Terlens attack with a rending snap of their fearsome jaws, inflicting 2d8 points of damage. They use hit-and-run tactics, circling at a range of 30 or 40 yards and making sudden rushes at their prey. A terlen’s content to bleed a victim slowly, letting its prey wear itself out trying to escape before closing in for the kill. From time to time, terlens even pretend to lose interest and leave, only to return with another surprise attack ten or fifteen minutes later. When the victim finally collapses, the creature lands beside the sod and approaches on the ground to devour its meal. Interestingly enough, the terlen uses nearly identical tactics when hunting aquatic prey.

Motionless terlens’re 75% likely to escape being spotted due to their excellent natural camouflage. They’re only 50% likely to be spotted while flying in dark, hazy, or smoky areas, and 25% likely to escape detection while moving in good visibility. Of course, the terlen’s spotted as soon as it attacks; a basher might miss the terlen at first glance, but he won’t lose track of it once the fight starts unless the terlen leaves and comes back.

Habitat/Society: Terlens usually run in small groups called schools or flights. They’re not cooperative hunters, but when one terlen finds a potential meal its fellows’re very likely to show up with the hope of muscling in on the kill. Packs of up to 40 strong’ve been reported, and only an addle-cove’ll want to be anywhere near that many terlens when a feeding frenzy starts.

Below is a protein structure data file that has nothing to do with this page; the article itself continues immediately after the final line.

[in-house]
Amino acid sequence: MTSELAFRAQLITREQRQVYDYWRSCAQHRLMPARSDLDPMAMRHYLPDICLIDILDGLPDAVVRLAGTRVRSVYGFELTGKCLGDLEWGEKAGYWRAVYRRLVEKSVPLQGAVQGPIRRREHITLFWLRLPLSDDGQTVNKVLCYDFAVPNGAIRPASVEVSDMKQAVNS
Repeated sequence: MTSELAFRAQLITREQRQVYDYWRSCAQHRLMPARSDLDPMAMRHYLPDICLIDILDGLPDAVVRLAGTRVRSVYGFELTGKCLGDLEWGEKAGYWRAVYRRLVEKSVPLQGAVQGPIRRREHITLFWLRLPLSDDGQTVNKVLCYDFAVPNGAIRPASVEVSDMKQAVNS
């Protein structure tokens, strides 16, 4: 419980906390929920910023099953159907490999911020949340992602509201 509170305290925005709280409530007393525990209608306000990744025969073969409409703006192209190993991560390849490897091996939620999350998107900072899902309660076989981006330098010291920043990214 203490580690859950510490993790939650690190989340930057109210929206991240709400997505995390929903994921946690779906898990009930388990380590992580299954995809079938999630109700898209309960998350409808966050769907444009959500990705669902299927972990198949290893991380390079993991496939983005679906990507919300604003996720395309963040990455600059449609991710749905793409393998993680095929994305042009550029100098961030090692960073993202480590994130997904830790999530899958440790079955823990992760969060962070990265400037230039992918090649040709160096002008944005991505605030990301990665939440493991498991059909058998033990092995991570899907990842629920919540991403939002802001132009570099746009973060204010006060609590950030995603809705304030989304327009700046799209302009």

On occasion, very hungry terlens’ll fight each other to the death in the attempt to claim a potential meal. There’s about a 5% chance per terlen encountered that one-quarter to one-half the monsters begin the encounter sparring with each other instead of directly attacking the prey.

Terlens don’t make lairs and don’t even stay long in a particular area. They’re almost constantly on the move. They show a slight preference for remaining in water when it’s available, but can exist indefinitely in arid environments if need be. This ability accounts for the terlens’ spread from the relatively watery layers of Carceri into the far less hospitable planes of the Gray Waste and Gehenna.

Ecology: Terlens mostly feed on normal creatures where they can be found. Hardy fish, birds, and small reptiles or mammals make up most of a terlen’s diet. Terlens’ve grown bold enough to attack larvae, petitioners, or minor fiends if they’re encountered in small numbers or particularly desolate areas. In some regions of Carceri, terlens’ve become enough of a danger for gehreleths to organize hunting parties.

Terlens mate once per year, and lay clutches of 50 to 100 eggs in sandy or muddy pits. They don’t wait around for the young to hatch, and consequently a great number of the young creatures fall victim to all manner of predators. A terlen grows to full size in about a year, and can live as long as 30 years. Most die long before this due to the violent nature of their home and the power of the occasional greater fiends terlens unknowingly try to make a meal of.

Last Modified: June 10, 2010, 12:05:32 GMT

Advanced Dungeons & Dragons 2nd Edition